A matter of perspective

Photo by Daniel Gajdamowicz

Disclaimer: One win from eight games—and a mere point per game—is not good enough. Worse still have been the performances in those games, especially the last couple. At the start of the season, against Portland, New England, and Columbus, the Union seemed like a team that was a few more practices away from becoming a real contender in MLS. That feeling is quickly becoming a memory only.

It’s important to say that, because judging by the comments on this site of late, a lot of folks are pretty fed up. They see the players on the field and know how good they could be—should be—and vent their frustration at a coach and leadership team that seem incapable of maximizing that talent.

It doesn’t help, of course, that the Union could have won basically all of the games to date. They’ve never lost by more than one goal, and, in fact, are one of the tougher outs in the league. Five draws from eight games ain’t fun, but it beats losing.

But man, one win? Even DC United have two wins. DC United.

So, I am not here to say the glass is half-full. The time for blind optimism has passed.

However, it’s possible to have some perspective. The season is long, and much can change. At the end of it, we may look back and laugh at how bad things felt, just before things turned around. Or, we may see this as the beginning of the long, tortuous end of a lost season.

So, to provide a little hope, look at a couple of examples from MLS’s recent past that show a way out of the collective darkness.

Who says you need a good start? 2011 Sporting Kansas City didn’t.

In 2011, Sporting Kansas City, current MLS Cup Champions and perennial contenders, were languishing. Their brand new stadium yet to open, KC started the season with a record of 1–6–1. That’s right, they lost six of their first eight games, with a points total half that of the Union’s now. That team looked like a joke, floundering at the absolute bottom of MLS. Soccer City USA? Not by a long shot.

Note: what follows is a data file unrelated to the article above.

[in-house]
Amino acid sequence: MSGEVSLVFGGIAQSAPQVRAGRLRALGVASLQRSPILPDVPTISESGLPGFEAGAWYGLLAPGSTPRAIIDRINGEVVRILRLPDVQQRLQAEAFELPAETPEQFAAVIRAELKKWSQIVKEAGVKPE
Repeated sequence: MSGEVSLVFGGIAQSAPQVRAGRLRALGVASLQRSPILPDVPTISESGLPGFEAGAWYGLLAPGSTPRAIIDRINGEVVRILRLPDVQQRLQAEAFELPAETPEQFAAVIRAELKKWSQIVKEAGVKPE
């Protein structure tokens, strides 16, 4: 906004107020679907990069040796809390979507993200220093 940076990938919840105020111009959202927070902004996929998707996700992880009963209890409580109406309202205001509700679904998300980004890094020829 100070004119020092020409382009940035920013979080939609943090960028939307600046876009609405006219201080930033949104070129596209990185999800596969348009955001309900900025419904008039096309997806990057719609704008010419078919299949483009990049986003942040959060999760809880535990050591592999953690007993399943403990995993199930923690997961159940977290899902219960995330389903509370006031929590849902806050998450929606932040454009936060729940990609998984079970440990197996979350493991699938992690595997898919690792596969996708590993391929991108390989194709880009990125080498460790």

But where did they finish? Oh yeah, they were first in the Eastern Conference and won their first-round play-off series before losing to Houston in the Conference Finals. After their first eight games, they went undefeated over the next 14 matches, with a record of 6–0–8. They lost only three more games before the playoffs and have barely looked back since, becoming one of MLS’s juggernauts.

Kissing your sister? The 2013 Portland Timbers beg to differ.

Last season, the Portland Timbers won the Western Conference. They lost only five games, by far the fewest in MLS. The only other team without double-digit losses was the Supporters’-Shield-winning New York Red Bulls. But do you want to guess how many draws the Timbers had? 15. The Timbers drew nearly half their total league games.

That’s a lot of ties, and Portland took it’s fair share of criticism for it, but looking back on their season, do you think they care? All they see is five losses, a Western Conference title, and a trip to the MLS Cup Conference Finals.

In the end, it was really hard to beat the Timbers. They might not have won as many games as they would have liked, but the proof is in the pudding: If you don’t get beat, you’re going to do well in MLS.

Emptying half the glass

Are either of those teams perfect analogues to the 2014 Philadelphia Union? No, they are not. Kansas City played most of their early games on the road, and the Timbers play in an absolute cauldron of a home stadium, where it’s tough for any visiting team to hear, let alone win.

The other thing both those teams had, and continue to have, is excellent coaching. Peter Vermes and Caleb Porter are two of MLS’s finest coaches. You can quibble with their tactics, if you like, but it is undeniable that most teams would take them in a heartbeat.

That’s what this Union season will come down to. If John Hackworth is a good coach, he should be able to get results with these players. In past seasons, the roster was not up to snuff. While this year’s team may still have some holes, it is full of talented players all across the field. It’s the coach’s job to make those pieces mesh together, to implement a system that gets the most out of each and every one of them.